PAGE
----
- whether the recovery options included in the recovery plan address the scenarios identified;
- whether the timescale to implement the options is realistic and has been taken into account in the procedures designed to ensure timely implementation of recovery actions;
- the level of the institution`s or group`s preparedness;
- the adequacy of the range of scenarios of financial distress against which the recovery plan has been tested;
- the adequacy of the testing carried out using the scenarios of financial distress;
- the extent to which the recovery options and indicators are verified by the testing carried out using scenarios of financial distress;
- whether the assumptions and valuations made within the recovery plan are realistic and plausible.
‘Effective implementation’ is assessed against the following (non-exhaustive) factors:
- whether the range of recovery options sufficiently reduces the risk that obstacles to the implementation of the recovery options or adverse systemic effects arise due to the recovery actions of other institutions or groups being taken at the same time;
- the extent to which the recovery options may conflict with the recovery options of institutions or groups which have similar vulnerabilities and which might implement options at the same time;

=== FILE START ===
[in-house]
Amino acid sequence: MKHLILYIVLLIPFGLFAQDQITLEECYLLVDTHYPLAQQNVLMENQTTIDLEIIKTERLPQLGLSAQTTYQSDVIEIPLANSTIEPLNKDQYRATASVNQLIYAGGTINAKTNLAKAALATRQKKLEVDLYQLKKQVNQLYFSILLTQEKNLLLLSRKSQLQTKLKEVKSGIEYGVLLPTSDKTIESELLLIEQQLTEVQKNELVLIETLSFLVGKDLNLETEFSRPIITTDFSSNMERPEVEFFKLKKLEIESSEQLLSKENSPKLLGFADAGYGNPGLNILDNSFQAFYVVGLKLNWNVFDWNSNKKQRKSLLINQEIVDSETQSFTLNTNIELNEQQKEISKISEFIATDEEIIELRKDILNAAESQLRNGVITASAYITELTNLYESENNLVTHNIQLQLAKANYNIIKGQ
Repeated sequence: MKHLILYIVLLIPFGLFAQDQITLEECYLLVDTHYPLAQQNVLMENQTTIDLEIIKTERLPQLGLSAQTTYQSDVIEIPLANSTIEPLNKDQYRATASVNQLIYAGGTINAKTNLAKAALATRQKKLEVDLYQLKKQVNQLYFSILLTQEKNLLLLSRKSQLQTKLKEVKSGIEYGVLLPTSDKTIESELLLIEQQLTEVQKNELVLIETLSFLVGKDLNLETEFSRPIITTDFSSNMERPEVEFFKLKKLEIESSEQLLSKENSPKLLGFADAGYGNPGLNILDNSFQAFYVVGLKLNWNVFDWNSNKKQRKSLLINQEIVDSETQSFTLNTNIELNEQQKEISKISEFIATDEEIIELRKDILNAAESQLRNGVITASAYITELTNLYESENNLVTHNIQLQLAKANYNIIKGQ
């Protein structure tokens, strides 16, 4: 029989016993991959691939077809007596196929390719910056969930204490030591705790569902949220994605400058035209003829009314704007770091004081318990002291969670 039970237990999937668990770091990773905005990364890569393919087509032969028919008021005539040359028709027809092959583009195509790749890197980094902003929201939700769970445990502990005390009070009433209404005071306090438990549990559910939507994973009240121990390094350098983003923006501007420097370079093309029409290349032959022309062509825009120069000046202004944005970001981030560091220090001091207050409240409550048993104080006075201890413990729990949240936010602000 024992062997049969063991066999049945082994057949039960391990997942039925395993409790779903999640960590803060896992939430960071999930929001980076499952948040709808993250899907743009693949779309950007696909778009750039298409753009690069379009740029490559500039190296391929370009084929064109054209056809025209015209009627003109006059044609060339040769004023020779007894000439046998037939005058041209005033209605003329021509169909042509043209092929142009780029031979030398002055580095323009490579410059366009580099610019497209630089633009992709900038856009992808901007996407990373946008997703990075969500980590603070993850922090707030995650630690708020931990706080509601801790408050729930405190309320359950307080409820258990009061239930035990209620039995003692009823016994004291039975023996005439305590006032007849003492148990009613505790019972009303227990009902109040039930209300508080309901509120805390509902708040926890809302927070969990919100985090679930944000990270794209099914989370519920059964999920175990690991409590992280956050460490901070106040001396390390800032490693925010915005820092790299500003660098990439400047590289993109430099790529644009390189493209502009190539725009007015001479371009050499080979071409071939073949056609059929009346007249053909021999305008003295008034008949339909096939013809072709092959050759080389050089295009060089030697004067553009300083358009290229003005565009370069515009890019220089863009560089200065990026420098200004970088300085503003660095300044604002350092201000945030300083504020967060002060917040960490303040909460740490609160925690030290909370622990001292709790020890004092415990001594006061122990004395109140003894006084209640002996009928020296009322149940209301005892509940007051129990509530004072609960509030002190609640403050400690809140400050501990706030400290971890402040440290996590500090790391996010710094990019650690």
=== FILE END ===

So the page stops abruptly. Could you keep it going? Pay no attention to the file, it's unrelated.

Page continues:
- the extent to which implementation of recovery options by several institutions or groups at the same time could negatively affect the impact and feasibility of recovery options.
Group Recovery Plans
Overall credibility in the context of group recovery plans is essentially an assessment of the extent to which:
- the implementation of a recovery plan would achieve the stabilisation of the group as a whole, or any institution of the group; and
- the plan identifies whether, within the group, there are:
- obstacles to the implementation of recovery measures; and
- substantial practical or legal impediments to the prompt transfer of own funds or the repayment of liabilities or assets.
‘Stabilisation’ is assessed against the following (non-exhaustive) factors:
RTS specifying the range of scenarios to be used in recovery plans
These draft RTS have been developed pursuant to Articles 5(5) and 5(6) of the RRD. They specify the range of scenarios to be designed by financial institutions when testing their recovery plans. The overriding principle is that scenarios should be based on the events that are the most relevant to the institution or group in terms of activity, size, interconnectedness, business, funding model, etc. Institutions are responsible for selecting an appropriate number of relevant scenarios (taking account of the principle of proportionality within the RRD) and national supervisors are responsible for assessing the adequacy of the chosen scenarios. Each distress scenario should be based on events that are exceptional but plausible and would threaten to cause the failure of the institution or group if recovery measures were not implemented in a timely manner and should cover:
a system wide event;
- an idiosyncratic event; and
- a combination of system wide and idiosyncratic events.
Each distress scenario should also include an assessment of the impact of the events on at least each of the following aspects of the institution or group:
- available capital;
- available liquidity;
- business model;
- payment and settlement operations; and